Page:Popular Science Monthly Volume 73.djvu/211

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207
PREHISTORIC ABORIGINES OF MINNESOTA
THE PREHISTORIC ABORIGINES OF MINNESOTA AND THEIR MIGRATIONS[1]
By N. H. Winchell
MINNEAPOLIS, MINN.

IT would have been considered an act of great temerity twenty-five or thirty years ago to enter upon an investigation of the Indians of Minnesota in prehistoric time. But, thanks to the rapid progress that has been made in aboriginal research in North America, chiefly under the guidance of the late J. W. Powell and his associates in the Bureau of Ethnology at Washington, it is now necessary only to apply to Minnesota some of the great truths that have been established as to the Indians at large, and to designate under those principles what Indian stocks and tribes have inhabited the state in some of the centuries that preceded the advent of the whites.

In order to clear the field at the outset by the removal of any obstacles that we may have inherited from earlier conceptions of the aborigines, it will be well to repeat some of the important results that have been reached within recent years, viz.:

1. The origin of the ancestors of the Indians was so remote that nothing yet discovered indicates its date or the source from which they came.

2. There are between fifty and sixty Indian stock languages, some of which are as distantly related as the languages of the various Aryan nations, but most of which are as distinct as the English from the Semitic.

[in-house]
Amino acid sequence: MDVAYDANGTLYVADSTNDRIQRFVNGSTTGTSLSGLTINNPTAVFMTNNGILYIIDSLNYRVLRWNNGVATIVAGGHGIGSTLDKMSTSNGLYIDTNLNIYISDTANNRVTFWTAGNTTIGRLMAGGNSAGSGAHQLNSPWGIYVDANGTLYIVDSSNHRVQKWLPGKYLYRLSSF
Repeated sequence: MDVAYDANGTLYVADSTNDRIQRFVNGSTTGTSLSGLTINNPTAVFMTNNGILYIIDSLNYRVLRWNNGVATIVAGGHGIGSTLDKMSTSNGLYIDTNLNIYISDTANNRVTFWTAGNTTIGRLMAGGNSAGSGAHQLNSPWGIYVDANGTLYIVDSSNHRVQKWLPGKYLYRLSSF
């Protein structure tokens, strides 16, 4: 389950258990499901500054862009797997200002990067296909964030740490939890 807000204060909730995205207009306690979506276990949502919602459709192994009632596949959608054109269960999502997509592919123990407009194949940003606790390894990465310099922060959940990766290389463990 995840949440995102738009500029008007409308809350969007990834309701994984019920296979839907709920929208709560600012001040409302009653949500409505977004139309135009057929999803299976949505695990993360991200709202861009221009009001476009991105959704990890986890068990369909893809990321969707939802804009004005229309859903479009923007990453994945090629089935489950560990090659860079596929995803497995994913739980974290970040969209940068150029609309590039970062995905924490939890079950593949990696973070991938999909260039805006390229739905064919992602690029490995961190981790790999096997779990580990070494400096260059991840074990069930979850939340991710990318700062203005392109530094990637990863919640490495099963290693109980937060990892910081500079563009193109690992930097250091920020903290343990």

3. This shows that the aborigines, if they came at all to America, must have come from a great many directions, or that their coming was so remote that they must have developed these differences amongst themselves by long periods of isolated residence in North America.

4. The Indian stock languages can not be connected, at least have not been connected as yet, with any convincing bond of relationship, with either European or Asiatic languages. The Eskimo are here not included, as that stock ranges from Greenland through North America into Siberia.

5. The aborigines, therefore, are indigenous to the soil of America in the same sense that the Mongolian and Caucasian are indigenous in the lands of the Eastern continent.

6. The "moundbuilders," that fabulous race of Squier and Davis,

  1. An address before the Minnesota Historical Society, February 9, 1907.